Cradle to Cradle Certification is a multi-attribute eco-label that assesses a product’s safety to humans and the environment and design for future life cycles. MDBC the company created by William McDonough and Michael Branugart is based on the Cradle to Cradle concept.

Fisher’s love for the Ocean inspired her
to, with the assistance of MDBC, create a surf wax that is harmless to the
ocean, sea life, beaches and people. The surf
wax is nontoxic, biodegradable, and comp
ostable to the air, soil, and water. Packagings of the surf wax are 30% recycled steel tins that can be reused and recycled.

To achieve “Cradle to Cradle” certification there is a strict criterion to meet. Out of the four levels of certification this surf wax has reached the 2nd level, silver.

Marketing has benefitted strongly from Cradle to Cradle certification. According to Wet Women, LLC any future product development will be in conjunction with M
BDC to ensure it meets the Cradle to Cradle criteria.

Monday, March 14, 2011

Nike Grind - Brett Page post 1

In 1990 Nike employee Steve Potter envisions shedding old Nike shoes into a reusable material. The Nike Reuse-A-Shoe program recycles all brands of athletic shoes to create premium sport surfaces such as soccer pitches, football fields, tracks, basketball courts and tennis courts.

Times have changed – for the better. Today, recycling household waste like plastic, glass, paper and cardboard has become second nature for people around the world. With Nike Reuse-A-Shoe bins available at more than 300 locations in the United States, Western Europe, Australia and New Zealand, it's becoming easier than ever to find a shoe recycling facility. Each facility creates different ways to reuse the shoe for example, The Memphis center uses a “slice-and-grind” technique, where each shoe is cut into three slices – rubber outsole, foam midsole and fiber upper. These slices are then fed through grinders and purified. Where in the Belgium facility, which opened in 2005, They grind shoes up whole, then passes the material through a series of complex separators.

With Nike's success over the years they have been able to create more innovative ways to use the recycled shoes moving into carpet underlay, playground and safety surfaces and more recently indoor wood courts with Nike Grind Foam, made from recycled material found in the midsoles and uppers of athletic hoes, is incorporated into durable, safe cushioning for indoor wood courts and gym floors.

since 1990 25056779 Pairs of shoes collected globally since 1990.

Ford Model U

Fords first cradle-to-cradle car is powered by the world's first supercharged hydrogen internal combustion engine, equipped with a hybrid electric transmission and pioneering green materials and processes, Model U is a vision for the future. It is Ford's model for change - exploring the benefits a vehicle provides to its users, the way it is manufactured and how it impacts the world.

It is designed for mass production, but has nearly infinite capacity for being personalized and upgraded. It offers advanced technologies that respond to customers' desires for convenience, entertainment and continuously improved safety. And it looks at how building a car, truck or SUV can strengthen the environment.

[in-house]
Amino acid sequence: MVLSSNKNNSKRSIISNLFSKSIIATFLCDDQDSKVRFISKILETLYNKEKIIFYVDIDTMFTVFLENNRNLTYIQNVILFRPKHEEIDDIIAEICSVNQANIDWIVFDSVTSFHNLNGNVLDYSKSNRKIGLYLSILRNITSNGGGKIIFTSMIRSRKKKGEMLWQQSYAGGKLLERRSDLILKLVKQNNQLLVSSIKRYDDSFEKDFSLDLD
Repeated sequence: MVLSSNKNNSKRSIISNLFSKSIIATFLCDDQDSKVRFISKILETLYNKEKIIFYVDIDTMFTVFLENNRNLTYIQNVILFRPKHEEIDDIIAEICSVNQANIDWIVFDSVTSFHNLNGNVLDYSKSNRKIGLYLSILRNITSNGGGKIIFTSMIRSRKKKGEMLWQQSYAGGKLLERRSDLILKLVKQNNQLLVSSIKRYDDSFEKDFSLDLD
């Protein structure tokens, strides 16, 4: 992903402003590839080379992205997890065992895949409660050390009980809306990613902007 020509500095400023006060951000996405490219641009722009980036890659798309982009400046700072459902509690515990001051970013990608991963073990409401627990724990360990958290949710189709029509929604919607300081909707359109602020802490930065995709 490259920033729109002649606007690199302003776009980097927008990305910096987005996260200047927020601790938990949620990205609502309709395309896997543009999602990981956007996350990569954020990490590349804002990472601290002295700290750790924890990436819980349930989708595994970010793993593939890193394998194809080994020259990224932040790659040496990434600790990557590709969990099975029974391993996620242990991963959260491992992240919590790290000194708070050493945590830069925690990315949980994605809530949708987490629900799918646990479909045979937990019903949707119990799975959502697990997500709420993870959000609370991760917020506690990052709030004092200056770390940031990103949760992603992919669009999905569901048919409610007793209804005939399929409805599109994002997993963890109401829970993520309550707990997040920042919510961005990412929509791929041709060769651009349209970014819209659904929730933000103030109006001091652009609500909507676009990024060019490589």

Inspired by how the Model T revolutionized personal transportation in the last century, a team of Ford researchers and designers created Model U. It is a clear expression of Ford Motor Company's strategy to follow future automotive technologies without compromising today's customer expectations for personal mobility. It is a car designed to meet the customers’ needs as well as help the environment.

Model U starts a new cycle for Ford; Emissions, safety and fuel economy, also green materials and processes, are all key questions facing the entire auto industry.

United States Postal Service and CBDC - Tom

The United States Postal Service was interested in the Cradle to Cradle philosophy and a movement towards more sustainablebusiness practice. This first stage of the ongoing effort was completed in September 2010. Areas of the USPS business that CBDC looked at include alternative fuels for transportation, greener production facilities, recycling or 'upcycling' processes for waste but the predominate focus was on the USPS range of envelopes and packages.

2 years of design research and work on the USPS product range where MBDC established 350 component materials which a further comprise 1800 individual ingredients.

An important aspect of the MBDC approach is the recognition that a business is an economical and financial unit and much of its work is the practical integration of sustainable design into the business. For UPS to achieve the certification on its product range involved working with 20 primary and 250 additional suppliers across the world in assessing and changing the materials that make up the product. Today there are 700 million certified envelopes and packages produced annually.

USPS as a business and MBDC as consultants recognize the significanceof an ongoing process and a long term approach. A corporation can't change its process overnight and would never undertake environmental practice if it were uneconomical. USPS currently has a sustainability department with key areas of focus and an implementation strategy that was developed with and will continue to work on with MBDC.